Most of us are quite familiar with credit cards and how they work, but what is a line of credit? How is it different from a credit card, and when should it be used instead? Here’s what you need to know about lines of credit vs. credit cards and when to use each one.
A line of credit is a loan that allows you to borrow money for any reason up to a limit, subject to an interest rate. You can use however much money you need (up to the limit), and you only pay interest on the amount that you borrow. There is no deadline to pay back your line of credit, which means you can pay it off as quickly or slowly as you like, as long as you make your minimum monthly payments.
To open a line of credit, you will have to talk to your bank or financial institution. Ask about any fees they’ll charge to open the account, such as a registration or admin fee.
Once your line of credit has been approved with a specified limit, you can access the money by:
Every month you will get a statement indicating how much you owe. You’ll need to pay a minimum monthly payment (typically the monthly amount of interest) but, there is no deadline for paying back the full amount. However, only paying the minimum payment means you’ll never pay off this debt.
Interest rates vary depending on the type of line of credit you open but are often variable, which means your rate will change over time. Your credit score may also play a role in establishing your interest rate. People with higher credit scores may be offered lower rates, as they are seen as more likely to pay back the debt.
For this type of credit line, you use an asset— such as your car— as collateral. If you don’t pay back the loan, your asset can be taken by the financial institution. Since you’re backing your loan with collateral, a secured line of credit typically has a lower interest rate than some other types of credit lines.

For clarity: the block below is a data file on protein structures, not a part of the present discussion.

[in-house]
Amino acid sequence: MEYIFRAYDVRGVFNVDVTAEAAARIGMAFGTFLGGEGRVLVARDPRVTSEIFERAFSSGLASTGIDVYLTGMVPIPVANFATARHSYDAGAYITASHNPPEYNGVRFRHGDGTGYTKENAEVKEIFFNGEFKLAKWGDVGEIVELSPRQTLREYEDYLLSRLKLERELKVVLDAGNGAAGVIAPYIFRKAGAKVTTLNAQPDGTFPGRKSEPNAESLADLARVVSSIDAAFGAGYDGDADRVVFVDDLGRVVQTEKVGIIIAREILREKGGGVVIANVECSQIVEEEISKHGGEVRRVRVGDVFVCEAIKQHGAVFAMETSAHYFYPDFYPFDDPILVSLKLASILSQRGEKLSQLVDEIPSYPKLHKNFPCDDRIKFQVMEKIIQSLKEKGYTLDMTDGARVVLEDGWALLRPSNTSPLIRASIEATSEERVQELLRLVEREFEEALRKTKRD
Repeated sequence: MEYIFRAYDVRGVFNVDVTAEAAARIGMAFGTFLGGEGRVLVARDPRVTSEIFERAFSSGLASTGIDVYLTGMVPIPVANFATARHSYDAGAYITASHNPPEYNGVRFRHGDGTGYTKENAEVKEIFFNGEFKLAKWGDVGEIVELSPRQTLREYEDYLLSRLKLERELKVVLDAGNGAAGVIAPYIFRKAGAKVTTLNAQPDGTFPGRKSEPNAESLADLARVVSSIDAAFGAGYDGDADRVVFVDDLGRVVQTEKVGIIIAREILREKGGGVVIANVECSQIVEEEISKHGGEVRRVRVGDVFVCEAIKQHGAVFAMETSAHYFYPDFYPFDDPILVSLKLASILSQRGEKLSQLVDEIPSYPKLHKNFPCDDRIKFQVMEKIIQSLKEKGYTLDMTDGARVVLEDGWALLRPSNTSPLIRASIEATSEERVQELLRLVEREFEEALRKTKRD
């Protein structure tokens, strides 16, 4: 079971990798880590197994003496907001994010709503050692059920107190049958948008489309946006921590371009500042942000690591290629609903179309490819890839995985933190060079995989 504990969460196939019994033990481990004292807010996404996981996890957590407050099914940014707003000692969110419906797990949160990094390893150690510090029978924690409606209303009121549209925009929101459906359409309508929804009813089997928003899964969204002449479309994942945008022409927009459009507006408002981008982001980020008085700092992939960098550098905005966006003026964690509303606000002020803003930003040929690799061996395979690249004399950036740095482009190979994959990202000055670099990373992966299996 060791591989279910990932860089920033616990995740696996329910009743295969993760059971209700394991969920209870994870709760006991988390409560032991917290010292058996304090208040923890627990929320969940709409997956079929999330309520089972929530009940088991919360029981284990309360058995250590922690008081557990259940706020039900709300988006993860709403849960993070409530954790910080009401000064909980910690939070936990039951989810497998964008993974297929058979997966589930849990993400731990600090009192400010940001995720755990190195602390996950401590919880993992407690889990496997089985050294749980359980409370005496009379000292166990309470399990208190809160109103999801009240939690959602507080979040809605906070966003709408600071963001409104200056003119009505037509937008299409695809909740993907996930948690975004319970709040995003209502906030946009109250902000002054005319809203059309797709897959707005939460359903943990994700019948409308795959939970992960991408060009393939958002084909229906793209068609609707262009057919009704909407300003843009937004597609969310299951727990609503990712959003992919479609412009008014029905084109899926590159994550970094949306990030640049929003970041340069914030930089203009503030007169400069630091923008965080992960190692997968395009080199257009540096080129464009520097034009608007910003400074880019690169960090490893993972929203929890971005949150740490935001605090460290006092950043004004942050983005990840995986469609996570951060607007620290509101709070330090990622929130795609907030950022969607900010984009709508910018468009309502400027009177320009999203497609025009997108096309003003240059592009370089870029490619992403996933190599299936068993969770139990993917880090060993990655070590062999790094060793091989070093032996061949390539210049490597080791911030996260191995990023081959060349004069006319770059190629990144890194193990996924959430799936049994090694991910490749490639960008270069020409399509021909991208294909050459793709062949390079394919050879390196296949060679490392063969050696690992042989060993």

This secured line of credit uses your home as collateral. HELOCs often have low interest rates and high credit limits. However, if you don’t pay back your HELOC, you could lose your home, so make sure not to borrow beyond your means.
This kind of line of credit isn’t backed by any collateral. Personal and student lines of credit usually fall into this category.
Personal line of credit
A type of unsecured credit line that can be used for whatever you wish. Interest rates on personal lines of credit are typically lower than those for credit cards or personal loans.
This kind of credit line is designed specifically for paying for post-secondary education expenses, including tuition, books, and housing.
Alternatives to a line of credit include personal loans and credit cards. While interest rates vary on lines of credit based on the type and your credit score, they are typically lower than those on loans and credit cards.
A line of credit and a credit card work in similar ways, but have a few key differences. Before you choose one over the other, consider convenience, how quickly you will be able to pay off your debt, and how much money you need to borrow.
Yes. Opening and using a line of credit can impact your utilization rate, which will affect your credit score. Late payments may also impact your credit.
Yes, you absolutely can. This strategy could help you move your debt from a high-interest card to a lower-interest line of credit, so you pay less interest as you work on paying off the balance.
Typically, you must have a minimum household income of $35,000 to $50,000 to qualify.
Hannah Logan is a writer and blogger who specializes in personal finance and travel. You can follow her personal travel blog EatSleepBreatheTravel.com or find her on Instagram @hannahlogan21.